top of page
  • Writer's pictureAnuraag Shukla

Para-teachers in India: a review

Analyzing the policy of appointment of contractual teachers in formal schools using Frank Fischer’s framework

Post-Independence India witnessed an uneven growth in the area of school education. States such as Kerala, Tamil Nadu, and Karnataka made rapid strides in universalizing the primary education. These states enjoyed a historical advantage in terms of literacy and access to education. The demand for education, in these states, was further fuelled by the presence of strong social movements which saw education as an instrument for social transformation. Critical consciousness among the masses, coupled with emancipatory politics resulted in the significant contribution towards the public financing and provisioning of education (Kapoor, 2004). A large number of other states in India, in contrast, lacked any such arrangements. The dominance of Congress, with its factional politics, ensured the continuation of the semi-feudal form of governance in these regions (Sudipta Kaviraj, 1988). Politicians, instead, used education and its sites as a tool to advance their political goals. In such as an institutional arrangement, teachers were nothing but pawns in the hands of the politicians, to be used and discarded at will (Gould, 1972). Appointed locally, teachers were paid the lowest sum in the hierarchy of state bureaucracy. Despite being projected as the beacons of hope against feudalism and sectarian interests in the popular Indian imagination, teachers hardly exercised their agency in terms of curriculum and pedagogic approach[1]. Reduced to a mere ‘state and local agent’, teachers turned themselves into the ‘meek dictators’ of classrooms that had been devoid of any connection with the social and cultural lives of the learners (Kumar, 2005). Kothari Commission (GoI 1966) showed similar concerns in its wide-ranging commentary on Indian education and suggested a way forward by proposing measures such as; common schooling system, the introduction of integrated courses of general and professional teachers, and increasing the educational spending to six per cent of total Gross Domestic Product (GDP). Lack of political will, conjoined with the political and economic stability sealed the fate of the committee’s recommendations, with the concerns of teachers and teaching becoming the final casualties.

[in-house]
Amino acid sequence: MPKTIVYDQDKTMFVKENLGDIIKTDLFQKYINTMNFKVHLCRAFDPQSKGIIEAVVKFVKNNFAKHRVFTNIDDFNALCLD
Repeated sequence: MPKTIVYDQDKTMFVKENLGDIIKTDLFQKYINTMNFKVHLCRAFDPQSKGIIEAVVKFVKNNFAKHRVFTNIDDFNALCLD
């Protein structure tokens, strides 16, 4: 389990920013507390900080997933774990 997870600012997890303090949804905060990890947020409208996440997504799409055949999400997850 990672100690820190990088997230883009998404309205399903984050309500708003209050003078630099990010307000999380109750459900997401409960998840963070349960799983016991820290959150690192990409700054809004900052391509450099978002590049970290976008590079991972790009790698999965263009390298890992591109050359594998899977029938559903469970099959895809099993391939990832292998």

The interest in early childhood care and education (ECCE) has risen sharply in the last decade or so. Several studies have shown that early childhood education and care are crucial for brain development, cognitive growth, and even for the long-term prosperity of individuals. There has also been a realization that without improving early childhood care and education, it would not be possible for countries to achieve sustainable development goals (SDGs). This awareness has led many countries to reform their early childhood care and education programs to make them comprehensive and responsive to the needs of the children. Taking cognizance of the developments across the world, the policymakers in India have included the ECCE in their reform agenda.